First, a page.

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Oil covered sea lion gather on a pile of rocks surrounded by water.
Sea lions, otters and birds were some of the many wildlife species that were hit hard by the 1989 Exxon Valdez oil spill in Alaska. Oil spills like these expose the wildlife to new contaminants and can be fatal. (AP Photo/Jack Smith, File)

Once the slick is gone: New tool helps scientists monitor chronic oil in Arctic wildlife

When we think about the Arctic, most of us think of a snow-covered barren landscape and vast stretches of icy ocean. This is far from the reality of the Canadian Arctic today. With approximately 150,000 people calling it home, this region is certainly not barren.

The Arctic is warming faster than anywhere else on Earth. This stark increase in temperature affects wildlife, plants and humans and results in less sea ice, which many predators and hunters use year-round.

The loss of sea ice is also making the North more accessible than ever, thus increasing the probability of major oil spills as ship and tanker traffic multiplies. These spills expose the wildlife to new contaminants, including polycyclic aromatic compounds — the main contaminant in oil spills — which can cause cancer in birds.

This influx of new contaminants in the environment makes it challenging for researchers to monitor their effect on wildlife. After studying ways to monitor the quantity and variety of contaminants in Arctic wildlife, we have created a new tool — ToxChip — to analyze changes in the DNA of animals exposed to oil and solve this challenge.

Increased oil exploration and extraction

Between 1995 and 2015, shipping traffic nearly tripled in the Canadian Arctic due to depleting sea ice. Newly accessible shipping routes, including the Northern Sea Route, cut transit time between East Asia and Western Europe by about 10 days.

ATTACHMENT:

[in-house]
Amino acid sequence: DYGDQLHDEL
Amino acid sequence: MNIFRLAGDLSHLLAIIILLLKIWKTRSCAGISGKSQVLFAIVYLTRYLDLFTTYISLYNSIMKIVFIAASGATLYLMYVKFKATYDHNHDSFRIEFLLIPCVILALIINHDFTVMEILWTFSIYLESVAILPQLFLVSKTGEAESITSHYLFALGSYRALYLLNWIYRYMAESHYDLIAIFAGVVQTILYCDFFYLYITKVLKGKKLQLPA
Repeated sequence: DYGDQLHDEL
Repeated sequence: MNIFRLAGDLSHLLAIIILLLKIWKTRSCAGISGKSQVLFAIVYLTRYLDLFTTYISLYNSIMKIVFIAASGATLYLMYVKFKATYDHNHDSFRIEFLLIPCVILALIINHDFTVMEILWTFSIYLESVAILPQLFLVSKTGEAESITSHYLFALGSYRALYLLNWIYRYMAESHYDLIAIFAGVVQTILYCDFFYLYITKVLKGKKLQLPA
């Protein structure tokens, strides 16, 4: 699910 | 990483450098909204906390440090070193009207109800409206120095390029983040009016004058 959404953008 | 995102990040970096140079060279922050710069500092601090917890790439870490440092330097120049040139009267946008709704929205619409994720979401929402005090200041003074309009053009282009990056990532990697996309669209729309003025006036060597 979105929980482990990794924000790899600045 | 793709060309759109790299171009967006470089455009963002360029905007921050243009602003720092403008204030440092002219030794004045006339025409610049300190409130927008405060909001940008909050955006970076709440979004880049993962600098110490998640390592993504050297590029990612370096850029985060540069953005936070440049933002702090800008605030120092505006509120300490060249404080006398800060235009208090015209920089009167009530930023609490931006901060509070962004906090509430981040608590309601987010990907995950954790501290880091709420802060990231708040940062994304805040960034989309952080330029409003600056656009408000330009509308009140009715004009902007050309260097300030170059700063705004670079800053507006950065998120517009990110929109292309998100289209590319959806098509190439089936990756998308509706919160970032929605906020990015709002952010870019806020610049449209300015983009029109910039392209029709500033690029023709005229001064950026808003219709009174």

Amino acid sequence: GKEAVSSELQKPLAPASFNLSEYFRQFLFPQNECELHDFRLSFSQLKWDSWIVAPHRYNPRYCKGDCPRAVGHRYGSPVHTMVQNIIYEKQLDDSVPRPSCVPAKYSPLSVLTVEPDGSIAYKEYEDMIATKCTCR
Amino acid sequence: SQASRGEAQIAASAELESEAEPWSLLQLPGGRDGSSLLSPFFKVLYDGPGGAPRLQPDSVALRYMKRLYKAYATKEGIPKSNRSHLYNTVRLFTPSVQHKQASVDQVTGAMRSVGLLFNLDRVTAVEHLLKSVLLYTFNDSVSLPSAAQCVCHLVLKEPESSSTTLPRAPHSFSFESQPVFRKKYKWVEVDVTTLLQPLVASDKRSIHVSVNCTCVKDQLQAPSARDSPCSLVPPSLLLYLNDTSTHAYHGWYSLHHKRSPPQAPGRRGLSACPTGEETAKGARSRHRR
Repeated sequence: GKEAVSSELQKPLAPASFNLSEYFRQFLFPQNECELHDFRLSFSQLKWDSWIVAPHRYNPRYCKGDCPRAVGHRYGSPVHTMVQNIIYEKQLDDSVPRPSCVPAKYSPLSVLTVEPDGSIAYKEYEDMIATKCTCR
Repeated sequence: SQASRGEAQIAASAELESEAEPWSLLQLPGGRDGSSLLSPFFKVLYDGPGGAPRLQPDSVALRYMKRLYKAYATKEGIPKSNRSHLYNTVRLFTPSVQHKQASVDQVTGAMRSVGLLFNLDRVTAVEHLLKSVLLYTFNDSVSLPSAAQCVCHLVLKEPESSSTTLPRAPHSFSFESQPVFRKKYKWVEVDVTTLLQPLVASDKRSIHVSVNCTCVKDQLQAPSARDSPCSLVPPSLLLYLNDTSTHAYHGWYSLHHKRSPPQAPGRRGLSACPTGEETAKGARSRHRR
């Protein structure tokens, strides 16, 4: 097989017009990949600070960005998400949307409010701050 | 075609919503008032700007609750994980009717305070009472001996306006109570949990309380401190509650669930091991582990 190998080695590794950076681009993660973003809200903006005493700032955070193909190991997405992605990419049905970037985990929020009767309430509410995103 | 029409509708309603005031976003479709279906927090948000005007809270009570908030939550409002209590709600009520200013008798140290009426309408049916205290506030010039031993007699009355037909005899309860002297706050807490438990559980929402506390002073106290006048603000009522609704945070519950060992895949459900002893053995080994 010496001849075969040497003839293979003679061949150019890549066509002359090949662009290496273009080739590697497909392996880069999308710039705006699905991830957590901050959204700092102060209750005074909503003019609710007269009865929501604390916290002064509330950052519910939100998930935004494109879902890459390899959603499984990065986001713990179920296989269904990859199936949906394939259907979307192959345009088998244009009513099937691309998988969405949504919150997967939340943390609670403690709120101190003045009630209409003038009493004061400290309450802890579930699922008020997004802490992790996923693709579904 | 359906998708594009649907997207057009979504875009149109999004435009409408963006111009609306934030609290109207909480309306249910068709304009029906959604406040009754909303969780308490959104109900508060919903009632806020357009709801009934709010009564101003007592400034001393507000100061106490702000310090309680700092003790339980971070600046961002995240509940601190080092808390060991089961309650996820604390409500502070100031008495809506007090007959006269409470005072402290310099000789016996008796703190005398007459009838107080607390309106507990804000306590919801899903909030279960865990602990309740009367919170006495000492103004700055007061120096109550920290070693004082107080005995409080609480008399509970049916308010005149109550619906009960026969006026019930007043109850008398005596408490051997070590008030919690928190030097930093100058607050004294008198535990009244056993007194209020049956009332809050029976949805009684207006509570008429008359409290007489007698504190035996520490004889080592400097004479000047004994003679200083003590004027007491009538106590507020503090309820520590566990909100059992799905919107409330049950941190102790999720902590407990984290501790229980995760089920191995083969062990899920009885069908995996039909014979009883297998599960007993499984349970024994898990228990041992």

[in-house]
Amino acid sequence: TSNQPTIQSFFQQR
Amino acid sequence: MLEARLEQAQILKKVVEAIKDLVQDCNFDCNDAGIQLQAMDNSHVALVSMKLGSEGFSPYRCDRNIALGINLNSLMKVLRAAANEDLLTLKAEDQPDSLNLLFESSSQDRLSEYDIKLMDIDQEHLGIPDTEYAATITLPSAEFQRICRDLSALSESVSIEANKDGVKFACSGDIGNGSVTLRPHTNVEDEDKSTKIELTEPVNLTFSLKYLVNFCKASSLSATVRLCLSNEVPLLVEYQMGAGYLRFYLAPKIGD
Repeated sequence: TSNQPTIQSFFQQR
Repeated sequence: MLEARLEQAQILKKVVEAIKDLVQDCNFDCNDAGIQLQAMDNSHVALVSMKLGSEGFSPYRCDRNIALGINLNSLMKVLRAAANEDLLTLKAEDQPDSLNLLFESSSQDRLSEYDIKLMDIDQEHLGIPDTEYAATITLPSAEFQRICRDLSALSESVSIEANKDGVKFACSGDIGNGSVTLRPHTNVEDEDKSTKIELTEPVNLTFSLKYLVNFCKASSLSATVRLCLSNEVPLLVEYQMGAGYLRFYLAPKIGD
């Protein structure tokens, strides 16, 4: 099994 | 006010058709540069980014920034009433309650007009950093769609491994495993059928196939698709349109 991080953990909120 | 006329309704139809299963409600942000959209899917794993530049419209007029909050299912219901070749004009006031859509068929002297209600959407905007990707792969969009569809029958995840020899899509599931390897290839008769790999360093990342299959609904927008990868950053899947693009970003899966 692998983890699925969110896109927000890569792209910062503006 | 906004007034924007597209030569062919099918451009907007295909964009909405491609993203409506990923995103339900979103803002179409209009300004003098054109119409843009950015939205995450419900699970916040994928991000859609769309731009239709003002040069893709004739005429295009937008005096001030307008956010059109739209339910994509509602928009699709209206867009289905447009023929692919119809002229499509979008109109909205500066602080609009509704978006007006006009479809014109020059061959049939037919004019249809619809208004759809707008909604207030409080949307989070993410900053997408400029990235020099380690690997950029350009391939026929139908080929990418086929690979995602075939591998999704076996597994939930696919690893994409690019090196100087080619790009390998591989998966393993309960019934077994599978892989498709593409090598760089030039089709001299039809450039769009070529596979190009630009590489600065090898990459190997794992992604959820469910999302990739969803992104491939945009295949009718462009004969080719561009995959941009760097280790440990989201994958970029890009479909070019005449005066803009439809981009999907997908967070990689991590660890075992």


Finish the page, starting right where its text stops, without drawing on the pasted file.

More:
oil
The Exxon Valdez tanker discharged over 37,000 tonnes of crude oil in Alaska’s Prince William Sound, killing thousands of birds and other wildlife. (AP Photo/John Gaps III)

As the Arctic contains around 13 per cent of the world’s unexploited oil, the race to claim this precious resource is on. Unfortunately, more extraction and shipping in the Arctic will inevitably lead to more oil spills.

The infamous Exxon Valdez spill in 1989 discharged nearly 37,000 tonnes of crude oil into Alaska’s southern coast, killing over 30,000 birds.

More recently, a fuel tank at a power plant released 20,000 tonnes of diesel into the Ambarnaya river in Russia in 2020.

The main compounds found in oil and petroleum products called polycyclic aromatic compounds, or PACs, can harm birds in the marine environment. When emitted through exhaust or spills, these chemicals make their way into wildlife and plants in the area. They easily attach to fat in animals and can accumulate in them throughout their lifetime.

Birds reveal environmental contaminants

Seabirds are especially vulnerable to the effects of oil, as they feed on the water surface. Oil can coat a bird’s feathers, making them unable to fly or regulate their temperature.

A bird with oil-covered wings
Birds with oil-covered feathers are unable to fly or regulate their body temperature. (Shutterstock)

Birds also clean their feathers with their beaks, which introduces oil into their digestive system. Oil and petroleum products also affect birds, causing stunted limbs, reduced breeding and population declines.

In fact, there are documented long-term effects on ducks, whose survival rates were lower compared to non-oiled birds for at least 11 years after a spill.

New technologies can help track contaminants